Likewise, from cancer, diabetes, or work-related injuries commonly comorbid with depression; to obesity often comorbid with eating disorders; or addiction regularly comorbid with anxiety disorders, improving mental health can substantially reduce the burden of, and promote recovery from, other comorbid diseases.
The long and short of it is that as mental illness rates are increasing in countries areound the globe, so is physical-mental comorbidity prevalence. Researchers advocate that without strategic interference, physical-mental illness comorbidity will continue to proliferate due to a variety of proposed reasons, the simplest of which being the generational increases in life expectancy we are experiencing today.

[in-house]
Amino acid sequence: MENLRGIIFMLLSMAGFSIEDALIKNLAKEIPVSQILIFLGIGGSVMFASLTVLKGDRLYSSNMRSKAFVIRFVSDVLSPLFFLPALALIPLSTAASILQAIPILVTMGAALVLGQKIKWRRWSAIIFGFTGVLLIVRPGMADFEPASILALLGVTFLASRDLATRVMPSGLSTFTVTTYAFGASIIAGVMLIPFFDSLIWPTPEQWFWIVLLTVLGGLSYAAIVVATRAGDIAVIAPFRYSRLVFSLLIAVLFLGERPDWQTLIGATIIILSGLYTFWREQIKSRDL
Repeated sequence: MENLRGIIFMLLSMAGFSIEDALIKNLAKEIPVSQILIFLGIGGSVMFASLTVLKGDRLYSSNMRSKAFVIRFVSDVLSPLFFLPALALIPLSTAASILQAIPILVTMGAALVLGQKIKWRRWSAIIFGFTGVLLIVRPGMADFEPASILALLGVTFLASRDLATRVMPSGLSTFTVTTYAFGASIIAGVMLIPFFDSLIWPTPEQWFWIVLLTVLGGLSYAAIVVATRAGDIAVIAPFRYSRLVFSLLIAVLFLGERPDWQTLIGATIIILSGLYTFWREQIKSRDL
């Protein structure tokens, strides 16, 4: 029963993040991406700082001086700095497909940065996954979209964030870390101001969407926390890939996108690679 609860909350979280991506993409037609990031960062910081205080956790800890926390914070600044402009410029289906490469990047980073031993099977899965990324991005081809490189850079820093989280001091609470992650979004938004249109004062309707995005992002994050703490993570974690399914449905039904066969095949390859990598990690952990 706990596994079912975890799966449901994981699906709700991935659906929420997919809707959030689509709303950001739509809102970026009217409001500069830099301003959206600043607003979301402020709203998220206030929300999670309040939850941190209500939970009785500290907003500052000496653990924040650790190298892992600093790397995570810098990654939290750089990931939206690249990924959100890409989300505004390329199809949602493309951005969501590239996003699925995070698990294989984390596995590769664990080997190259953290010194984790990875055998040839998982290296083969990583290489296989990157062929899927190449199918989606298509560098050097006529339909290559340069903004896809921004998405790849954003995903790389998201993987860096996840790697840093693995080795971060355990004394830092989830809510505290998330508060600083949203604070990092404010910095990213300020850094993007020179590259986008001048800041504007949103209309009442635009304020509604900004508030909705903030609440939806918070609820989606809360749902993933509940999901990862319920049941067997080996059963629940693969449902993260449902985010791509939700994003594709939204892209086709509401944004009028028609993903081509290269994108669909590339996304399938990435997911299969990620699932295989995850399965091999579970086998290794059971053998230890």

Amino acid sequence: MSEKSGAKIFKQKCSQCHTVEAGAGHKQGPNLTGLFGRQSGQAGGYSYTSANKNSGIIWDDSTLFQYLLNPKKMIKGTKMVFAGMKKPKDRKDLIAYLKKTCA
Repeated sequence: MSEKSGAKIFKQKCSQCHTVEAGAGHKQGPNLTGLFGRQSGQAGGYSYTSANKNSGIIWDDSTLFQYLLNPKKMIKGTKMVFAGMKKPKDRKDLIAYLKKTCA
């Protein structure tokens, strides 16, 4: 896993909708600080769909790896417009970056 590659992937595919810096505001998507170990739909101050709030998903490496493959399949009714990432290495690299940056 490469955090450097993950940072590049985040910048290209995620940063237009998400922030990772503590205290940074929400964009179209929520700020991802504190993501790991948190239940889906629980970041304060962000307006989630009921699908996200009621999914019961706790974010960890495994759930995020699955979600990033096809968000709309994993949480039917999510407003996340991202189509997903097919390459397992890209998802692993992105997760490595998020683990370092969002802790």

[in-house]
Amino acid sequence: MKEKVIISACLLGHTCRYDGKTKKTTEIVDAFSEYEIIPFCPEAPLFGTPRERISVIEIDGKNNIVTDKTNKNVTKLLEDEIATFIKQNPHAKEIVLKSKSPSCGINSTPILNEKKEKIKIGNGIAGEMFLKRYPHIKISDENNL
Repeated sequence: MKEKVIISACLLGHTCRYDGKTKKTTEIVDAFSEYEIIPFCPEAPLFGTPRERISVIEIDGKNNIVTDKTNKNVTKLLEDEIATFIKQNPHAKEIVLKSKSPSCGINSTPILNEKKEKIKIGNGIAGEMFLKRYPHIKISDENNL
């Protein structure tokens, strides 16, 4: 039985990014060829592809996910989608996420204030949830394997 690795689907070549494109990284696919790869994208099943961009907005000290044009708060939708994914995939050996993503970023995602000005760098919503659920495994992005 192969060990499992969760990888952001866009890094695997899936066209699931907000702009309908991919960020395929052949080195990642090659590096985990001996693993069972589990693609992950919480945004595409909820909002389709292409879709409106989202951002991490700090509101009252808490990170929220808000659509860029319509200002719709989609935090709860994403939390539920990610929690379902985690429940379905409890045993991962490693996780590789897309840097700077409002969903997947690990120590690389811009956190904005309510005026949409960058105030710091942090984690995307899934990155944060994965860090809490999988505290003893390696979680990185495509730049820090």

$$$ The Extortionate Cost of Physical-Mental Comorbidity $$$
According to a 2013 analysis, just 1 in 20 people worldwide had no physical health problems, and a third of the world's population (2.3 billion individuals) experienced more than five ailments. In this context, its clear the cost associated with the high rate of mental-physical comorbidity is extortionate.
Historically a grossly underestimated issue (that is being drastically under resources) accurate estimates of the global cost impact of physical-mental comorbidity are hard to come by.
Putting comorbidities aside, mental illness costs healthcare trillions annually. It is almost unfathomable how this number would grow if comorbidities were fully considered.